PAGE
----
There are existing religious groups, which some have been labeled as cults, that demand and oblige the followers to give up something or everything of themselves just to please the god of their worship (Emick, 2007). Some have been too controversial enough to be ignored by the press and the people.  Their once discreet way of handling the people have been exposed and have shown their twisted concept that human emotion, feelings, and sensations are not godly, divine, and sacred.

Thus, punishing themselves physically for being human.  These groups, led by a leader who primarily pushes the followers to be strictly perfect in every sense of their faith, have received harsh critics and judgments both from the medical and non-medical world.

Psychology knows best the treatment of one addicted to religion. It is not easy to remove the religious and negative habits of worship without looking at an individual’s personal background. A person’s roots are always the best way and place to start in treating his unusual habits. What are the person’s family upbringing, his social environment, and even his spiritual and religious beliefs?

These questions would surely point the painful truth and causes behind his addiction and bizarre forms of worship. A psychological treatment is necessary when a religious person has finally lost his ability to think and to reason rationally and objectively and when he has developed a certain obsession towards a ritual or a habit that he finds hard to control and stop.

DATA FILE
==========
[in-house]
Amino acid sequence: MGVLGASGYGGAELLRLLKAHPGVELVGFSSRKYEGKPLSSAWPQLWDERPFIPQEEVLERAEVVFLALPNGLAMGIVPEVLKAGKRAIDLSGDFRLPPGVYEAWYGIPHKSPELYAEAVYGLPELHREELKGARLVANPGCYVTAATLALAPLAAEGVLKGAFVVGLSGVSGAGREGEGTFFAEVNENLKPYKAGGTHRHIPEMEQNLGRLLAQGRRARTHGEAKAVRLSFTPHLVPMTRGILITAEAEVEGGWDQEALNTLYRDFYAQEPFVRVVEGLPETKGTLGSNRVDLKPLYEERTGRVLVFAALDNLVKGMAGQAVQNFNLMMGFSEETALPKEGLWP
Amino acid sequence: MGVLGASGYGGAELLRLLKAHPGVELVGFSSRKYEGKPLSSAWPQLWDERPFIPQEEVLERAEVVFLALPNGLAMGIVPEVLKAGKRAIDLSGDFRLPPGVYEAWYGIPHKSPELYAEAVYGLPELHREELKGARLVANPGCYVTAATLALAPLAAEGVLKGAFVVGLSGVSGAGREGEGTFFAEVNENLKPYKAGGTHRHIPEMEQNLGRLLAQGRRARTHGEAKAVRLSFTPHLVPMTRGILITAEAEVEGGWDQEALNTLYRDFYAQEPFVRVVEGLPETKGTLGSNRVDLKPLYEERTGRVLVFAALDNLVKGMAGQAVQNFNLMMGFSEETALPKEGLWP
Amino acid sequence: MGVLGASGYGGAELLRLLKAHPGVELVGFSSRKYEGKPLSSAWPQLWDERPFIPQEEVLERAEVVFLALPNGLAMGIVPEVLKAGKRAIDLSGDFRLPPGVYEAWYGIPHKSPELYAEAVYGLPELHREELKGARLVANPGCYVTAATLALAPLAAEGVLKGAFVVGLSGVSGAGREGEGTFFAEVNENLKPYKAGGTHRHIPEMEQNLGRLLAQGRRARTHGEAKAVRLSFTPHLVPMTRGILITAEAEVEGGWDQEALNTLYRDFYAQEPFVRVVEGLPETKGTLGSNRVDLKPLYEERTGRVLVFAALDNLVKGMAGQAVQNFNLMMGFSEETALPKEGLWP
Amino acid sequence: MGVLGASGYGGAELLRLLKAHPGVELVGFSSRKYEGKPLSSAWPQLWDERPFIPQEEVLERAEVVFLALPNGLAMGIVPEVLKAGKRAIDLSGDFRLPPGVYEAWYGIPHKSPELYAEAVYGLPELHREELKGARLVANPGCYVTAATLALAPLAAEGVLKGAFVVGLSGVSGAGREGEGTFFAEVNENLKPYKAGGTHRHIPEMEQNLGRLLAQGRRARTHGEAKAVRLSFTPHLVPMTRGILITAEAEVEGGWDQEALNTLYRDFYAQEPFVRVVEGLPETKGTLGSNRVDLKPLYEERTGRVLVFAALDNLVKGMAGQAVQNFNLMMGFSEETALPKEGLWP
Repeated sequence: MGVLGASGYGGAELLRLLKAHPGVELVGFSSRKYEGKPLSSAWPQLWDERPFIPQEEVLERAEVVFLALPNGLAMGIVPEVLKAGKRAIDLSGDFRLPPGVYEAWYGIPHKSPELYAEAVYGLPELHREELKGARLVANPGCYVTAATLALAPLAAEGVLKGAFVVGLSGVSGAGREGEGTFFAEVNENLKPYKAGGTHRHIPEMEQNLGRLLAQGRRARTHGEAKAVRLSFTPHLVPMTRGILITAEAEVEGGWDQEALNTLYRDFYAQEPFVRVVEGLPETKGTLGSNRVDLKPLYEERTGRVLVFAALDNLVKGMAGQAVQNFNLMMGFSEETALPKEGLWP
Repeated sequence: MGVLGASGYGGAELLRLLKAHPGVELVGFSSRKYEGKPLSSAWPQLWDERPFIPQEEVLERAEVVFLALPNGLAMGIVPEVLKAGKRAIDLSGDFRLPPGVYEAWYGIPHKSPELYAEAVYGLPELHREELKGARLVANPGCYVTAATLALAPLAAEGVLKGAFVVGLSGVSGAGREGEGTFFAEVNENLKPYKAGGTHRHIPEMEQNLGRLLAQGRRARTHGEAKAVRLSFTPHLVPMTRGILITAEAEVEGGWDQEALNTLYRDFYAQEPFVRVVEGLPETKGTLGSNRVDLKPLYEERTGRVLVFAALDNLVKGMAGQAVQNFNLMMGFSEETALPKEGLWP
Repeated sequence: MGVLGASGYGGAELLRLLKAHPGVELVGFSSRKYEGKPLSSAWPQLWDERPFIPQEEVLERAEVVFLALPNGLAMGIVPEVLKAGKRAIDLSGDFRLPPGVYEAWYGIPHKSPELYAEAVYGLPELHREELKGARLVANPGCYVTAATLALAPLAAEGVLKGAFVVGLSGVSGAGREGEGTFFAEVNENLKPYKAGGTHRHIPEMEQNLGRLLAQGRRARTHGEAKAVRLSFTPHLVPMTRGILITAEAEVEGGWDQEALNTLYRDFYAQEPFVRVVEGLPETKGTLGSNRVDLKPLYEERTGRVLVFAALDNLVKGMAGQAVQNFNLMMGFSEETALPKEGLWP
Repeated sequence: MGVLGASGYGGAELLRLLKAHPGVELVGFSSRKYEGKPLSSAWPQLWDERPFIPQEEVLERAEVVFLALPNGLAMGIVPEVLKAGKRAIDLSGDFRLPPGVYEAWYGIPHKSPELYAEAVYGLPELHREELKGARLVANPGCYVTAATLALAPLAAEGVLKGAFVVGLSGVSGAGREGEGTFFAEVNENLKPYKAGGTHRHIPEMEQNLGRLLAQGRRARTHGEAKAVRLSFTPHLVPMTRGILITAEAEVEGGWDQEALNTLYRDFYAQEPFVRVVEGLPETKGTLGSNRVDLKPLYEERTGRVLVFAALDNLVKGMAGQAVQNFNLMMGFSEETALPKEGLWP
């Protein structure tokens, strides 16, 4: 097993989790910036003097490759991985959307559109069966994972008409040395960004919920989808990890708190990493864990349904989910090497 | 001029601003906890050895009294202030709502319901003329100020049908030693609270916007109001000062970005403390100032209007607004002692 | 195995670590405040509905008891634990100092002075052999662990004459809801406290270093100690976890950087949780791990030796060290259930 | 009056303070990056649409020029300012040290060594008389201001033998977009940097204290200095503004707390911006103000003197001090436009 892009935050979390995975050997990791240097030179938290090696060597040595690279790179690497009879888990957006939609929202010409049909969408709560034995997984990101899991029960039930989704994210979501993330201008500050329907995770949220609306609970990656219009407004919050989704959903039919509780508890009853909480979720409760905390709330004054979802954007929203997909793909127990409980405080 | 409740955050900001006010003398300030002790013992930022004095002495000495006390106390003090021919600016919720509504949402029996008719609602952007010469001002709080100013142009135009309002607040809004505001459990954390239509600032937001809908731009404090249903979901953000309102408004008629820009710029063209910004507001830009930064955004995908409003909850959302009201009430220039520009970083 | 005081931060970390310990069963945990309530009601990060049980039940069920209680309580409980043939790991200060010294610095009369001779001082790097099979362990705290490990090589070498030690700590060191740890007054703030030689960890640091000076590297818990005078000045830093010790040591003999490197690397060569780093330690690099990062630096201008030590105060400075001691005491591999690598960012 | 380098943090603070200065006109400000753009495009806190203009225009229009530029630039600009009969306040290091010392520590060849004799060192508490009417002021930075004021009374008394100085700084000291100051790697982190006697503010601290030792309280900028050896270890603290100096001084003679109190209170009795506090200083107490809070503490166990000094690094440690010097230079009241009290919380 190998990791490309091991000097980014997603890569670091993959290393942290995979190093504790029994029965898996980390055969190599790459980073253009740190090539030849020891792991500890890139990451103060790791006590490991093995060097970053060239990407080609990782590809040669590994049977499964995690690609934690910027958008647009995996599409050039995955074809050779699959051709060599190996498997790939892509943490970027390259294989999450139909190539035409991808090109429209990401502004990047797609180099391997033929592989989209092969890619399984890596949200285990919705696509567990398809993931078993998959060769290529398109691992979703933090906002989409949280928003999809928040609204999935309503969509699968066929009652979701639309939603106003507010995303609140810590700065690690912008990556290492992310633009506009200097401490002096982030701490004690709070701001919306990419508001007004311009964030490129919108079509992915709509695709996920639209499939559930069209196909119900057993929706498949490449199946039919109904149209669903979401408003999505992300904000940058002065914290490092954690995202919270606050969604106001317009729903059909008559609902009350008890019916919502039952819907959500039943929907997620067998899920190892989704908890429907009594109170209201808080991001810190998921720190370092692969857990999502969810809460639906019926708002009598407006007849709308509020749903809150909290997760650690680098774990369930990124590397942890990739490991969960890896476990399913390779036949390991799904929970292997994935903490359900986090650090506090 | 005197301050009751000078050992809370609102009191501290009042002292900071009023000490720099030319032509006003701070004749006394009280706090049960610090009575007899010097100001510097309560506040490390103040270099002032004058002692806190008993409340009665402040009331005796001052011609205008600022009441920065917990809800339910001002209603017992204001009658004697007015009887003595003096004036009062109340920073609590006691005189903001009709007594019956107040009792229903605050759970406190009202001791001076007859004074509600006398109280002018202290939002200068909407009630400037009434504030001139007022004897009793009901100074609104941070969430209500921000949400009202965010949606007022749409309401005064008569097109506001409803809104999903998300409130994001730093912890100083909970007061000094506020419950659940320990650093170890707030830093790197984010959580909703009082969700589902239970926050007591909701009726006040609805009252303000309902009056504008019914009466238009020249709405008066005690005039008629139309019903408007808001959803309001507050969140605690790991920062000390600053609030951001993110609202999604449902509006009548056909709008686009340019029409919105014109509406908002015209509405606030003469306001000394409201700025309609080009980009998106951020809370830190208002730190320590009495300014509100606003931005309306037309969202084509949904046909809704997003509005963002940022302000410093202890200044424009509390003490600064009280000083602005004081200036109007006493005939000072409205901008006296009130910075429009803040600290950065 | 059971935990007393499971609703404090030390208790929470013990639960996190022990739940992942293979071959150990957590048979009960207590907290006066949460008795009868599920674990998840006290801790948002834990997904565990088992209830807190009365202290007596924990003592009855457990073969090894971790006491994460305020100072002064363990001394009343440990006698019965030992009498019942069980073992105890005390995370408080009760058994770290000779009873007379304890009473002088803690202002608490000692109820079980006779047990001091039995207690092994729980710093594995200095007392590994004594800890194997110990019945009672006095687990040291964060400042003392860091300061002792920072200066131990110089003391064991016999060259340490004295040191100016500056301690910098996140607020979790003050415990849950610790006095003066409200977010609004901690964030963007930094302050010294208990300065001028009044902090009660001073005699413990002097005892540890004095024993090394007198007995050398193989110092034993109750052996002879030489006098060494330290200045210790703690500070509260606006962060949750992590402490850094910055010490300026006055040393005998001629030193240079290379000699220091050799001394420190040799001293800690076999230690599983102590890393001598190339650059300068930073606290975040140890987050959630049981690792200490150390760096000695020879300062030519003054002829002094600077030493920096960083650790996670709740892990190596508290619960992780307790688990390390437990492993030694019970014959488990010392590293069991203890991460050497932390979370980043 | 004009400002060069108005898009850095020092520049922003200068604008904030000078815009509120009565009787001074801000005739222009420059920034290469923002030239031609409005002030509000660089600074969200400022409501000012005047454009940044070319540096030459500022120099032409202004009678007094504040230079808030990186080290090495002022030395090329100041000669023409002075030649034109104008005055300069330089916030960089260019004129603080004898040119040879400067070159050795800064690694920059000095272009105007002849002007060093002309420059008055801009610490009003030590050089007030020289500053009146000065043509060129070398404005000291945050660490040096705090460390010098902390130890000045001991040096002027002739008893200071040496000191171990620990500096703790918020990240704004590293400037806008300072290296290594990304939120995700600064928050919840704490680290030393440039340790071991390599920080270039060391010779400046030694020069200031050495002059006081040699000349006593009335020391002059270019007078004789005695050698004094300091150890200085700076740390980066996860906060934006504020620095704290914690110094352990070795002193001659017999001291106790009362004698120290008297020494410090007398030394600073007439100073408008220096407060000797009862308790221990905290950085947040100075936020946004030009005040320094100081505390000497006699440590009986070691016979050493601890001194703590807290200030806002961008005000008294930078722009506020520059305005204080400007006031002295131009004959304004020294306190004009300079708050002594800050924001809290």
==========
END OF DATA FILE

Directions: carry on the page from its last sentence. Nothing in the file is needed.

In some cases, religious addiction has reached the worst scenario when the health and normal behavioral habits, like eating and sleeping, have been badly affected.  Some experiences severe body pains or headaches that are the results of pushing themselves hard to perform certain rituals.

Treating religious addiction, like any psychological disorder, must be completely understood in order to determine its origins or the factors that caused its development.  Counseling is primarily the first step. It is through talk therapy that the person starts or slowly opens up his own behaviors and the reasons he does them.

Psychotherapy, or any other psychological therapy, would enable an individual to share his own views, feelings, and ideas without being contradicted or discriminated. Through regular therapy, many individuals achieve success in treating and understanding their unusual behaviors.  Hearing advice and counsel from psychologists or therapies is also a very effective way in overcoming the addiction.

In cases when a patient has been declared mentally disturbed, physically unable to care for himself, or has the tendency to harm himself or other people due to his addiction, rehabilitation is the better treatment. Other alternative treatments that are considered helpful and effective are therapeutic activities that involve the use of mind and body to perform well. Self-help groups or group counseling are also beneficial.

References

Emick, J. (2007). New Religions in the twentieth century.  Alternative Religions.

Retrieved Jan 17, 2006 from   http://altreligion.about.com/library/weekly/aa042702a.htm?terms=new+century

Ryan, D. S. and VanVonderen, J. (2000). When Religion Goes Bad,  Part 2

Religious Addiction. Spiritual Abuse Recovery Resources. Retrieved Jan 17, 2006 from http://www.spiritualabuse.com/dox/gobad2.htm

Slobodzien, J. (no date). Religious Fanaticism and Poly-behavioral Addiction. The      Cauldron: A Pagan Forum. Retrieved Jan 17, 2006 from

http://www.ecauldron.com/articles/archives/2006/05/entry_51.php